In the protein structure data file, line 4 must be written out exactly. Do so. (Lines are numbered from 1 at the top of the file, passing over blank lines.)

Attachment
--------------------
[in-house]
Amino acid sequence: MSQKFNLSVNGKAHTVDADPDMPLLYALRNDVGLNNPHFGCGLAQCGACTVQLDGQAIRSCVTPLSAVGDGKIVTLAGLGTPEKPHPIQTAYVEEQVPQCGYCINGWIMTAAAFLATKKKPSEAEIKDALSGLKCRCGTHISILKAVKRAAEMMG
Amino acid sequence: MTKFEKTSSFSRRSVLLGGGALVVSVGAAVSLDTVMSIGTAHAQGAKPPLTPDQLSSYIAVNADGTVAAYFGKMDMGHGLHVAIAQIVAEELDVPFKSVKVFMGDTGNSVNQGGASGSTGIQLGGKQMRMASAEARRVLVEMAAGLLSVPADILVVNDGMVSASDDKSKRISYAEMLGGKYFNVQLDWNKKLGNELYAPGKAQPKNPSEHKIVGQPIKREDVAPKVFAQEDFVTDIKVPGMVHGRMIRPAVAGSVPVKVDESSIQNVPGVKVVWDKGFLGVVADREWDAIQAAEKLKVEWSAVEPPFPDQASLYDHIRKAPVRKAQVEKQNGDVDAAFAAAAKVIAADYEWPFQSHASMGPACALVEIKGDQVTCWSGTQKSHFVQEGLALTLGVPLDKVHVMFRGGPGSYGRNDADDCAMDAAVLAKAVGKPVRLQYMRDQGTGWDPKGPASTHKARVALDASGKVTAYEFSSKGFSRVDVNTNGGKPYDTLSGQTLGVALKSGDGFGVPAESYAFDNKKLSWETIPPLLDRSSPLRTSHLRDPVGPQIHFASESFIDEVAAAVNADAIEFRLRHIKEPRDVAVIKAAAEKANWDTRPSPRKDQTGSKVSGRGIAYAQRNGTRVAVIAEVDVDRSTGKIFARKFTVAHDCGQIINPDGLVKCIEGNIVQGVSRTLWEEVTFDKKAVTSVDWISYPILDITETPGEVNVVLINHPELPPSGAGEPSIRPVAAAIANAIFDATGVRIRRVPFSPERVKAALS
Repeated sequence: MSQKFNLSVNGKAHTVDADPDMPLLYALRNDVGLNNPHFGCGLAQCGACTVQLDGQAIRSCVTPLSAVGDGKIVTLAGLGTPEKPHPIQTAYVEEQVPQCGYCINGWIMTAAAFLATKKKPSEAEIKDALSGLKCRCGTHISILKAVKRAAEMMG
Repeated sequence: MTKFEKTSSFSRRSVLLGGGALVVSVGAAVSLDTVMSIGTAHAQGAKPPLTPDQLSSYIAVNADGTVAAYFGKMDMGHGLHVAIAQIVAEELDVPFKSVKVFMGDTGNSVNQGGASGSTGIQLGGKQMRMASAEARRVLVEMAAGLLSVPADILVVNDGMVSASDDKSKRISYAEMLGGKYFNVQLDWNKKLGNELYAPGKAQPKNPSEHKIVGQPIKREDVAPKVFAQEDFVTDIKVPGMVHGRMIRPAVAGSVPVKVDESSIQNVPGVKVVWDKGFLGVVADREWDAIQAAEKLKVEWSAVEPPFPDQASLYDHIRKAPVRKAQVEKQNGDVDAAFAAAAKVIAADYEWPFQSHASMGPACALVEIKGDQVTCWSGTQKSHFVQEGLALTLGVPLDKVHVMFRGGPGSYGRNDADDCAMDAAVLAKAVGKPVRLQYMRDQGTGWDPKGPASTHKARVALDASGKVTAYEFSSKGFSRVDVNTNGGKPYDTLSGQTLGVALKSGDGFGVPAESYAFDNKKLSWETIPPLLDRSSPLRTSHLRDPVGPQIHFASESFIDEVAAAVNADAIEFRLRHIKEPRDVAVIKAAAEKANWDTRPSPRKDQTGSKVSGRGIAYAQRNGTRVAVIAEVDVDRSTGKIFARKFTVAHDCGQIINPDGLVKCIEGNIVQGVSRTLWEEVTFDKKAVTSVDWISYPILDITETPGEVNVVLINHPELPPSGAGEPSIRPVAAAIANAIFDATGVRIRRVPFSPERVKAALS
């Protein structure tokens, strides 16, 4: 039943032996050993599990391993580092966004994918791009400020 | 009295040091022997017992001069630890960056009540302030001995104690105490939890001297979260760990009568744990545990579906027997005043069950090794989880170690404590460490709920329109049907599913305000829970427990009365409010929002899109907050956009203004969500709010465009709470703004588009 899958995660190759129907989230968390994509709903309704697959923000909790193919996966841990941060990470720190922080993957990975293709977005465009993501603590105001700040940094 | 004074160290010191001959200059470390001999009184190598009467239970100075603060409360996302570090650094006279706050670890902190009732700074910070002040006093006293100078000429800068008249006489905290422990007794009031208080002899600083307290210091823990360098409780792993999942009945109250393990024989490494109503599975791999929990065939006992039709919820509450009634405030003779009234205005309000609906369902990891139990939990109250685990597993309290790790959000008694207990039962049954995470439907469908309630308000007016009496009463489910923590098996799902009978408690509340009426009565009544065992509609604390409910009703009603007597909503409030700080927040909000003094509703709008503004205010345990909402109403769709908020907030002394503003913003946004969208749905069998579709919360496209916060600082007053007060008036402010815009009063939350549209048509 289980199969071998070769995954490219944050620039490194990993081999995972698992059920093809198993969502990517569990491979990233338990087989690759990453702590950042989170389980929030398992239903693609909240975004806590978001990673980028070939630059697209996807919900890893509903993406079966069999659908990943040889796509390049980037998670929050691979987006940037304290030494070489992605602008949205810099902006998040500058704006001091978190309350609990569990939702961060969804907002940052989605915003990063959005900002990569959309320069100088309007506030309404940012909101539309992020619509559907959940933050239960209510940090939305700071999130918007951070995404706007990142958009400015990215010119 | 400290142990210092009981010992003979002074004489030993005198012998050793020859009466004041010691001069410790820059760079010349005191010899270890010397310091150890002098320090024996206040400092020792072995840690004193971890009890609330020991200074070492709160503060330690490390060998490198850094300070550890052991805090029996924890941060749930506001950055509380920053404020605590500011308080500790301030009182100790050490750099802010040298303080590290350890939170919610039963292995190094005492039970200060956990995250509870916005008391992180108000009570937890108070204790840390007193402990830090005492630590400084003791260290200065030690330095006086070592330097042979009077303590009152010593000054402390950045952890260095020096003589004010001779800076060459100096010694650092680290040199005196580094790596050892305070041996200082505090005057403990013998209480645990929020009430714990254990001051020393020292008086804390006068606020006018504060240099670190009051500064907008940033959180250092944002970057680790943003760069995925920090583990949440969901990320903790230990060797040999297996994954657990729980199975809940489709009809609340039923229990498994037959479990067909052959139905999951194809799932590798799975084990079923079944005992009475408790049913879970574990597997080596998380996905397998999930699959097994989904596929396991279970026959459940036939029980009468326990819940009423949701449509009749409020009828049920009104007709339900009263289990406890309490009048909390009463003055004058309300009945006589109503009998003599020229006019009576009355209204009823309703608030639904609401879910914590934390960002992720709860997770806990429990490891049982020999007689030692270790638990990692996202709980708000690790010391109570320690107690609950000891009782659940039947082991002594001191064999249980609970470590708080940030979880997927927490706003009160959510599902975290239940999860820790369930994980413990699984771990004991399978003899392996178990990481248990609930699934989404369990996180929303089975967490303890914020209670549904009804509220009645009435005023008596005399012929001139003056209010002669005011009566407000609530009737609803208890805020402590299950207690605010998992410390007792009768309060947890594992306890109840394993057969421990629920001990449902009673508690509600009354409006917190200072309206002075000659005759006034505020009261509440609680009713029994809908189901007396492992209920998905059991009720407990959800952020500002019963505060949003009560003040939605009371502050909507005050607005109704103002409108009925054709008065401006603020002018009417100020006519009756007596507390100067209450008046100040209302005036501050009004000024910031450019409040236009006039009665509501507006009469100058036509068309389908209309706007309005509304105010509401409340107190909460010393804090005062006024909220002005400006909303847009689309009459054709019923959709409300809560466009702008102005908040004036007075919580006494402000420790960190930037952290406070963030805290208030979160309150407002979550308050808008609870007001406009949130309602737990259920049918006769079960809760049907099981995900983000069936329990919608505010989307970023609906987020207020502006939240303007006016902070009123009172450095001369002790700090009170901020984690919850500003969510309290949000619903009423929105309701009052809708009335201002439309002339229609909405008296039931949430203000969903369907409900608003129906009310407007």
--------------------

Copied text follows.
Repeated sequence: MSQKFNLSVNGKAHTVDADPDMPLLYALRNDVGLNNPHFGCGLAQCGACTVQLDGQAIRSCVTPLSAVGDGKIVTLAGLGTPEKPHPIQTAYVEEQVPQCGYCINGWIMTAAAFLATKKKPSEAEIKDALSGLKCRCGTHISILKAVKRAAEMMG